Books

Kirk Douglas Publishes Poetry Book

Sunday, December 21, 2014

Kirk Douglas may be one of the biggest actors of his era, with starring roles in 1960’s Spartacus, 1949’s Champion and 1951’s Ace in the Hole. But on a recent crisp morning, he was having a grand time simply reciting his poetry by heart for an audience of one. With a twinkle of his blue eyes, he proclaimed: Romance begins at 80 And I ought to know. I live with …

A Legacy In Letters and on the Land

Saturday, December 20, 2014

It’s Nov. 21, 2014, about 10 a.m., and I’m heading up the Bill Hill trail in Thetford Center. The morning has been cold and squally, and right now fat snowflakes ride ripples of the shifting wind, settling onto ice that covers this opening bit of trail. I’m here to honor Noel (Ned) Perrin, …

On Prose: For a Writer, What Isn’t in a Name?

Friday, December 19, 2014

Editor’s Note: This is the first “On Prose” column from Lyme novelist, essayist and story writer W.D. Wetherell. Intended as a companion to Sydney Lea’s “On Poetry” columns, “On Prose” will appear semi-regularly on the Valley News Books page.  Let’s start things off with a surprise quiz. What do the following all share in common? Tommy Traddles. Hannibal Chollop. Sissy Jupe. Peepy …

Norman Lear Doesn’t ‘Stifle’ in New Book

Sunday, November 2, 2014

New York — From the moment Norman Lear began writing his memoir, he knew what the first line would be: “When I was a boy I thought that if I could turn a screw in my father’s head …

Children’s Book Examines Atheism

Sunday, October 26, 2014

Washington — Pulitzer Prize-winning Washington Post columnist Gene Weingarten is known for exploring morality in both somber and extremely silly ways, including an in-depth article on parents who mistakenly leave their children to die in hot cars and …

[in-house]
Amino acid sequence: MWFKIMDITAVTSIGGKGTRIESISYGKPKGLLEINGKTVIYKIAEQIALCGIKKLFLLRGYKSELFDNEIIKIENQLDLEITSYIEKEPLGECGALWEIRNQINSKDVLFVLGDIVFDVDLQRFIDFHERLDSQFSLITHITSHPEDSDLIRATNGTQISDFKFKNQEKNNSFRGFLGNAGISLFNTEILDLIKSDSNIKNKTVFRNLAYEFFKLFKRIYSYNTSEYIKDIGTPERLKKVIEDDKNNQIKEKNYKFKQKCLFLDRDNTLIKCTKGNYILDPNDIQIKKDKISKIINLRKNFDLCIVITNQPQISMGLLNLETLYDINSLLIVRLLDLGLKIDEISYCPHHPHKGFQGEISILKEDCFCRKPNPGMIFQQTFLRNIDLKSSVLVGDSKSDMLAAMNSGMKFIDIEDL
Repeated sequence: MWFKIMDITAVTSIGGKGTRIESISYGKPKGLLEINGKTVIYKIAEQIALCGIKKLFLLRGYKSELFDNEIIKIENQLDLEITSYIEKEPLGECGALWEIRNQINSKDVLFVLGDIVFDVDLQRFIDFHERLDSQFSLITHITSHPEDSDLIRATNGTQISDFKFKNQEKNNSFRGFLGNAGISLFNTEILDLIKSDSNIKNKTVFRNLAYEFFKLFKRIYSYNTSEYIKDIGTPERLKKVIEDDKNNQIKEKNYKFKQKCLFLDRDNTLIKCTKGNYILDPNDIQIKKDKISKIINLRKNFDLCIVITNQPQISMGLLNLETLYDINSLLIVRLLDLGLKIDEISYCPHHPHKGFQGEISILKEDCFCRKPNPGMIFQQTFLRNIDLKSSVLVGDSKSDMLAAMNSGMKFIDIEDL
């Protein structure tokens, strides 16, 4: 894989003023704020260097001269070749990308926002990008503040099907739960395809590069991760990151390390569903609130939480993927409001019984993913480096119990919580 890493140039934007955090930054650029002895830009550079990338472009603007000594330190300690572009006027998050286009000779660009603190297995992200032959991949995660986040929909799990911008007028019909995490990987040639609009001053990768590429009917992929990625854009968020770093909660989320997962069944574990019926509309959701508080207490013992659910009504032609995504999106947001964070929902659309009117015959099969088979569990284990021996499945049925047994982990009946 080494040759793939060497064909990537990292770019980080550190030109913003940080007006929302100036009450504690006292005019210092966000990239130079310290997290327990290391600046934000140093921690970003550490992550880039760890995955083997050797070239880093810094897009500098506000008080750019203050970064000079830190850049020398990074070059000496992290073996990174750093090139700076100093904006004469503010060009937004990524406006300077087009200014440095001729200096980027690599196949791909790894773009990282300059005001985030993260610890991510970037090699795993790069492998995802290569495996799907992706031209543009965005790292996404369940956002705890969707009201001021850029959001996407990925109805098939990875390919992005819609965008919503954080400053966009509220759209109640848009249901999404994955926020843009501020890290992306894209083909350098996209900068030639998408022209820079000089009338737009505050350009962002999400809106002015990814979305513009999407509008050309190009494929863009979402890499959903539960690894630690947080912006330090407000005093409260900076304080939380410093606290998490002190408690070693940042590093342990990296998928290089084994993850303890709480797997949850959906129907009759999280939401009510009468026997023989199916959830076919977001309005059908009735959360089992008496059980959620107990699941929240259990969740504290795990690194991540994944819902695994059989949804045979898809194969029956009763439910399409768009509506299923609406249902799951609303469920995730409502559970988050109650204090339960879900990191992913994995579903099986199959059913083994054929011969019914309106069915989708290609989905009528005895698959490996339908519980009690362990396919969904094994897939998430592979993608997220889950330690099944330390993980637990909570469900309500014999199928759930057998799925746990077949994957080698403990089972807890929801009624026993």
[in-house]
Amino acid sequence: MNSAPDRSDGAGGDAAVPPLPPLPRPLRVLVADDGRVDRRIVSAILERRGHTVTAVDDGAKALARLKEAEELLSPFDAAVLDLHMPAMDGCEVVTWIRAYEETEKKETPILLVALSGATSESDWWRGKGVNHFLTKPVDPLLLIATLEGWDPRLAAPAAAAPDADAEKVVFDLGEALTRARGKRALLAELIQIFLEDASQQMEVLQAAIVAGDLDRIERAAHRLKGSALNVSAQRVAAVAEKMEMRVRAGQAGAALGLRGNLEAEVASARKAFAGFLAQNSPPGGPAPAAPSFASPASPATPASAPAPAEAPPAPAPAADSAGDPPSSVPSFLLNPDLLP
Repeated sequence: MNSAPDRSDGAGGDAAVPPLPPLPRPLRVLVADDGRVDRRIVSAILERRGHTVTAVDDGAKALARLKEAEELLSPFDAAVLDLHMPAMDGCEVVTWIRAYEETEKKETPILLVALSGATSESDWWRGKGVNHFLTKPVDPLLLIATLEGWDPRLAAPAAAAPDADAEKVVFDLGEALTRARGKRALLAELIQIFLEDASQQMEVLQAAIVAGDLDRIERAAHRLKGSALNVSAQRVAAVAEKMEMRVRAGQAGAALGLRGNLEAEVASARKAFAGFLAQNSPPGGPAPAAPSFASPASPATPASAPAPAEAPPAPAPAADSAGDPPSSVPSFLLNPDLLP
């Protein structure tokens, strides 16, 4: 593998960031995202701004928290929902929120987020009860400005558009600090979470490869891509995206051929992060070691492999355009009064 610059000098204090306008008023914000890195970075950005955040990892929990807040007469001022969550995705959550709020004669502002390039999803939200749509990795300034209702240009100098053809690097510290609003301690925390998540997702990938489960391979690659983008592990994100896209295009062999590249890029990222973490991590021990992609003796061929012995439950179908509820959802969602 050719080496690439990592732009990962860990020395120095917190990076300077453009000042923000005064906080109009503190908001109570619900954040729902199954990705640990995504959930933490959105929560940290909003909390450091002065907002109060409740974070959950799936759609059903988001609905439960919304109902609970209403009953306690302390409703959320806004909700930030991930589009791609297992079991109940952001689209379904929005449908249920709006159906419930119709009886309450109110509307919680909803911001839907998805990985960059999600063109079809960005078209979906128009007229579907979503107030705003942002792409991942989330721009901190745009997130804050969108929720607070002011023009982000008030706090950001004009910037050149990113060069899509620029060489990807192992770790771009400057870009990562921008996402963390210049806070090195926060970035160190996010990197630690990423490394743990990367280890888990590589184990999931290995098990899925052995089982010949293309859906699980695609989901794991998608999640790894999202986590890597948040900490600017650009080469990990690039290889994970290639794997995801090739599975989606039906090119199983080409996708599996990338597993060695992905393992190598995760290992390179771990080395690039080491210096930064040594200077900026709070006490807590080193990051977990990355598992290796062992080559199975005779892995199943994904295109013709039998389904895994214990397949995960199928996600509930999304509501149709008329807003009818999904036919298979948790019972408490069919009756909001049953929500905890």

Humor in Pain, Pain in Humor: Author James McBride Finds the Funny in Slavery, Poverty, Abuse

Sunday, October 26, 2014

The Good Lord Bird, James McBride’s 2013 novel about a young boy in abolitionist John Brown’s ragtag army, is probably the funniest book about slavery you will ever read. His 1996 memoir, The Color of Water, about his …

Warhol Bodyguard Sued Over ‘Liz’

Saturday, October 25, 2014

New York — Andy Warhol’s foundation sued the iconic pop artist’s former bodyguard, accusing him of stealing Liz, a 1964 painting of actress Elizabeth Taylor, and hiding it for more than 30 years. The Andy Warhol Foundation for the Visual Arts, established by the artist’s will to hold …

On Poetry: Children, Schools, Football and What We Value

Friday, October 24, 2014

This fall, our news, and not merely in the sports outlets, was filled with Baltimore Ravens football player Ray Rice’s brutal assault on his wife in an Atlantic City elevator. Rice was at first slapped on the wrist by league commissioner Roger Goodell: a two-day suspension. Goodell increased …

‘Book of Life’ Finds the Whimsy in Death

Saturday, October 18, 2014

Animation fans may face a tough choice at the multiplex this weekend. On some screens, you’ll find the whimsical, old-school animation of the stop-action feature The Boxtrolls. Set in a subterranean world, that movie tells the story of …

How an Affair Poisoned Politics

Sunday, October 12, 2014

Like many aspirants to the presidency, former Sen. Gary Hart saw himself in epic terms — as a “transformational figure” in American politics, Matt Bai reports in his book recounting the collapse of Hart’s 1988 bid for the …

The Finest Children’s Book About Politics

Saturday, October 11, 2014

At a time when so much media is just a search and click away, movies, music and books that have not made the transition to digital can feel infuriatingly elusive — especially if they are hard to track …

A Story of Might and Right

Saturday, October 11, 2014

I n 1997, Jean Merrill, author of the classic children’s book The Pushcart War , which told the fictional tale of a battle between New York City street vendors and big trucks, received a letter from Ela Bhatt, …

Novelist Bids a Cherished Character Farewell

Friday, October 10, 2014

On a warm fall morning three weeks into the new academic year at Dartmouth, veteran creative-writing professor Ernest Hebert searches the bookshelves of his office at Sanborn Hall for a copy of his first novel. There: About collarbone-high …